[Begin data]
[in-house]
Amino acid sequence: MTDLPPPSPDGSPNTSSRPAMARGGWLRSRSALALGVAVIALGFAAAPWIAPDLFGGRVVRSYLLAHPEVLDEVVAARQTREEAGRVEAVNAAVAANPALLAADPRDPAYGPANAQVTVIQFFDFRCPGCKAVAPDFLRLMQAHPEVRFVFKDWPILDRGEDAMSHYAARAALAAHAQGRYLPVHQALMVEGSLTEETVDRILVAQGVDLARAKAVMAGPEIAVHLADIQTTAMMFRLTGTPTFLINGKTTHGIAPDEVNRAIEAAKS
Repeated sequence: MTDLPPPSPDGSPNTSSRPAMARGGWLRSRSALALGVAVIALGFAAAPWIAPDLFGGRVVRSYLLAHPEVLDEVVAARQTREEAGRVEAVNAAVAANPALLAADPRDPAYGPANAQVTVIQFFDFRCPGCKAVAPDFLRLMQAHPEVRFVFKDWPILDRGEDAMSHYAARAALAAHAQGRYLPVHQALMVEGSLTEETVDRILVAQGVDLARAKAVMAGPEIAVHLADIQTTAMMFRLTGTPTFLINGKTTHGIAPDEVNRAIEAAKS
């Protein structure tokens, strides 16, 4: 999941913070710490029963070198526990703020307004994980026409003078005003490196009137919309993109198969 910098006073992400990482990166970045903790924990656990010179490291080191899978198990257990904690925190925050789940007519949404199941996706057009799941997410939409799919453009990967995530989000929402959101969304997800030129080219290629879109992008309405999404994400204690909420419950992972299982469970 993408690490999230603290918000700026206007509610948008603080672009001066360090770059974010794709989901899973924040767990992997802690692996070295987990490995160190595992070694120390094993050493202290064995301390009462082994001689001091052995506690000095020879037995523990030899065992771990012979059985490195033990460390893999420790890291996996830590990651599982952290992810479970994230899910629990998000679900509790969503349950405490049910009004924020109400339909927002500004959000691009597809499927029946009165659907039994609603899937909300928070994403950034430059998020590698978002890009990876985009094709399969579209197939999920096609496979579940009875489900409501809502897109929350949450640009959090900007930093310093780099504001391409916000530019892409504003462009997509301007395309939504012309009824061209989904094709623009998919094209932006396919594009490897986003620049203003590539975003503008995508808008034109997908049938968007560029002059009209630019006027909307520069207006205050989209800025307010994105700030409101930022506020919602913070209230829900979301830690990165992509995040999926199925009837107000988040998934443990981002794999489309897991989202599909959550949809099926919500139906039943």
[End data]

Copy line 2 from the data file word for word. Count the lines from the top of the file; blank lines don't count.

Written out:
Amino acid sequence: MTDLPPPSPDGSPNTSSRPAMARGGWLRSRSALALGVAVIALGFAAAPWIAPDLFGGRVVRSYLLAHPEVLDEVVAARQTREEAGRVEAVNAAVAANPALLAADPRDPAYGPANAQVTVIQFFDFRCPGCKAVAPDFLRLMQAHPEVRFVFKDWPILDRGEDAMSHYAARAALAAHAQGRYLPVHQALMVEGSLTEETVDRILVAQGVDLARAKAVMAGPEIAVHLADIQTTAMMFRLTGTPTFLINGKTTHGIAPDEVNRAIEAAKS